Social media and the transformation of activist communication: exploring the social media ecology of the 2010 Toronto G20 protests

  • Poell T
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Abstract

How does the massive use of social media in contemporary protests affect the character of activist communication? Moving away from the conceptualization of social media as tools, this research explores how activist social media communication is entangled with and shaped by heterogeneous techno-cultural and political economic relations. This exploration is pursued through a case study on the social media reporting efforts of the Toronto Community Mobilization Network, which coordinated and facilitated the protests against the 2010 Toronto G-20 summit. The network urged activists to report about the protests on Twitter, YouTube, and Flickr, tagging their contributions #g20report. In addition, it set up a Facebook group and used a blog. The investigation, first, traces the hyperlink network in which the protest communication was embedded. The hyperlink analysis provides a window on the online ecology in which this communication unfolded. In addition, the examination interrogates how the particular technological architectures, related user practices, and business models of the various social platforms steered communication. This investigation shows that the use of social media brings about an acceleration of activist communication, and greatly enhances its visual character. Moreover, as activists massively embrace corporate social media, they increasingly lose control over the data they collective produce, as well as over the very architectures of the spaces through which they communicate.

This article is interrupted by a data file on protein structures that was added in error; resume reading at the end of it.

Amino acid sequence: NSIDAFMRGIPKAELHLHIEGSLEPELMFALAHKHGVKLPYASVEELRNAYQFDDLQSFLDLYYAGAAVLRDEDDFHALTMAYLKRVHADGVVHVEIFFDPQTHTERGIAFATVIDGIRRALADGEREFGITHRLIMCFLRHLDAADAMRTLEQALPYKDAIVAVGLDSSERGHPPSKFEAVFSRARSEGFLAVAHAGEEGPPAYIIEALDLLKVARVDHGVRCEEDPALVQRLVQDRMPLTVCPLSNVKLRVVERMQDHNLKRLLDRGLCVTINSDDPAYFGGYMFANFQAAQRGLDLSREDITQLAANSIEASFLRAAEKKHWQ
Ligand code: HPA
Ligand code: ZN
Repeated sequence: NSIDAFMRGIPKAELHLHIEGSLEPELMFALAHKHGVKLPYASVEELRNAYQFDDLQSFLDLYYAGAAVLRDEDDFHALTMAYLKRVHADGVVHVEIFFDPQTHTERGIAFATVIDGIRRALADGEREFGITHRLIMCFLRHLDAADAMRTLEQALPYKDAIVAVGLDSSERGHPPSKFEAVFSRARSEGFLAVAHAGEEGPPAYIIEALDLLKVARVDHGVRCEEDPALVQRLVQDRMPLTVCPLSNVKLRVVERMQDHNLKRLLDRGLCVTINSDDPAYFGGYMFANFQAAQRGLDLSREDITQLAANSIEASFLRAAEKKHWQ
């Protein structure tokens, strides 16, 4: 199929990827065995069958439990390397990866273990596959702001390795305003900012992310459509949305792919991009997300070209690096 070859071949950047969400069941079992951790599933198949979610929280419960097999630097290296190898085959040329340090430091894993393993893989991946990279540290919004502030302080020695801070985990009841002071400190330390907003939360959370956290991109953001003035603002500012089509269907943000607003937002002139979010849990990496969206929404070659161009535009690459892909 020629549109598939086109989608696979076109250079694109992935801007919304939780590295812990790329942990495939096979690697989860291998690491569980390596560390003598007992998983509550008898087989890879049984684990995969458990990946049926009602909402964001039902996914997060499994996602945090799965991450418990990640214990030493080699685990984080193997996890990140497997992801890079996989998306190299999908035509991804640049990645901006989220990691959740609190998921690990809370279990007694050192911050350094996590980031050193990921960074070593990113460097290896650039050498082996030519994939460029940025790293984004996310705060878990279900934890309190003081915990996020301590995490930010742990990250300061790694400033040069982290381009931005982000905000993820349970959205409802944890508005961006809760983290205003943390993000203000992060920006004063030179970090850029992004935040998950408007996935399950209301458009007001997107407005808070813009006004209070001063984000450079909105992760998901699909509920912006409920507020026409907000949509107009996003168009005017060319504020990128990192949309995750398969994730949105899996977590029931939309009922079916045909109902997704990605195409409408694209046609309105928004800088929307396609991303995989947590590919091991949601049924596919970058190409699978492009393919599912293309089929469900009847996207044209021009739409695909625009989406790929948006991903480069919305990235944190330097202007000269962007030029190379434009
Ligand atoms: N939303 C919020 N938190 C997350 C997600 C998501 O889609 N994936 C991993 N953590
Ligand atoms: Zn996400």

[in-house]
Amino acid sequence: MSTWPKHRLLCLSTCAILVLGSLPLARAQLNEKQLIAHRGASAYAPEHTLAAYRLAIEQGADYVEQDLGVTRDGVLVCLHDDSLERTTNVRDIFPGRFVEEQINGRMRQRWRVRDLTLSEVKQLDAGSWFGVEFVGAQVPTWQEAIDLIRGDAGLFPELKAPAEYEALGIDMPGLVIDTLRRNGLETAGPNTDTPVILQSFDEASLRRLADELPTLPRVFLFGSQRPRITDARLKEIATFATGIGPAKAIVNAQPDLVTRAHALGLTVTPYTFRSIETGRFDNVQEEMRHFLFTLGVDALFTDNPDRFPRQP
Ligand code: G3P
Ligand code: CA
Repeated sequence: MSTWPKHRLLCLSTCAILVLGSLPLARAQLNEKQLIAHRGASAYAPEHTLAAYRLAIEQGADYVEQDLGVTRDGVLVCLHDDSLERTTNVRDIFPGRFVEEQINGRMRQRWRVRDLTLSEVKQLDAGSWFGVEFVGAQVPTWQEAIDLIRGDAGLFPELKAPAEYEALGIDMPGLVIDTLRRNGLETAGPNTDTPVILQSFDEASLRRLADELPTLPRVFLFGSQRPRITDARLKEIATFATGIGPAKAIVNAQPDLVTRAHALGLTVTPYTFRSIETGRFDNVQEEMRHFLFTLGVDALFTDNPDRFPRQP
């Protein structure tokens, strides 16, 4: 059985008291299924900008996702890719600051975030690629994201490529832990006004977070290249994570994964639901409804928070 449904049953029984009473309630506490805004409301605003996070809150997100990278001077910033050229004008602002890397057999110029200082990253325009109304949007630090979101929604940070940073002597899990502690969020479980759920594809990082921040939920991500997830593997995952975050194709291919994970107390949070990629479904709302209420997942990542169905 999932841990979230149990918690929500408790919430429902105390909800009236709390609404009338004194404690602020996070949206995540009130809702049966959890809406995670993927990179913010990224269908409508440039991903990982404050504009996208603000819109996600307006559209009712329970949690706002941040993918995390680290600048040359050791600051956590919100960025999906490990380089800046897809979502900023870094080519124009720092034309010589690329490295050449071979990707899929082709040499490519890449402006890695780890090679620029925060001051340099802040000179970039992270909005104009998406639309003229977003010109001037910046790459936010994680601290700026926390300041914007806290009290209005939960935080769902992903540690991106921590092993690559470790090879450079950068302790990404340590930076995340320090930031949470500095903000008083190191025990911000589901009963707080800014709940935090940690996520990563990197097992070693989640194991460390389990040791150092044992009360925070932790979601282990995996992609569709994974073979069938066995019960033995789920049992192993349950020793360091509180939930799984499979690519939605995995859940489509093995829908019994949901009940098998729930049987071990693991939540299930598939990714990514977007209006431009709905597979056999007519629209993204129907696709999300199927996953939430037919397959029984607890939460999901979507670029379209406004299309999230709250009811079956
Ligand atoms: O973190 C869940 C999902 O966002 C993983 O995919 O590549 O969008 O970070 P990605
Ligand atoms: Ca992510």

How does the massive use of social media in contemporary protests affect the character of activist communication? Moving away from the conceptualization of social media as tools, this research explores how activist social media communication is entangled with and shaped by heterogeneous techno-cultural and political economic relations. This exploration is pursued through a case study on the social media reporting efforts of the Toronto Community Mobilization Network, which coordinated and facilitated the protests against the 2010 Toronto G-20 summit. The network urged activists to report about the protests on Twitter, YouTube, and Flickr, tagging their contributions #g20report. In addition, it set up a Facebook group and used a blog. The investigation, first, traces the hyperlink network in which the protest communication was embedded. The hyperlink analysis provides a window on the online ecology in which this communication unfolded. In addition, the examination interrogates how the particular technological architectures, related user practices, and business models of the various social platforms steered communication. This investigation shows that the use of social media brings about an acceleration of activist communication, and greatly enhances its visual character. Moreover, as activists massively embrace corporate social media, they increasingly lose control over the data they collective produce, as well as over the very architectures of the spaces through which they communicate.

Author-supplied keywords

  • activist communication
  • hyperlink analysis
  • political economy
  • social media
  • technological architectures

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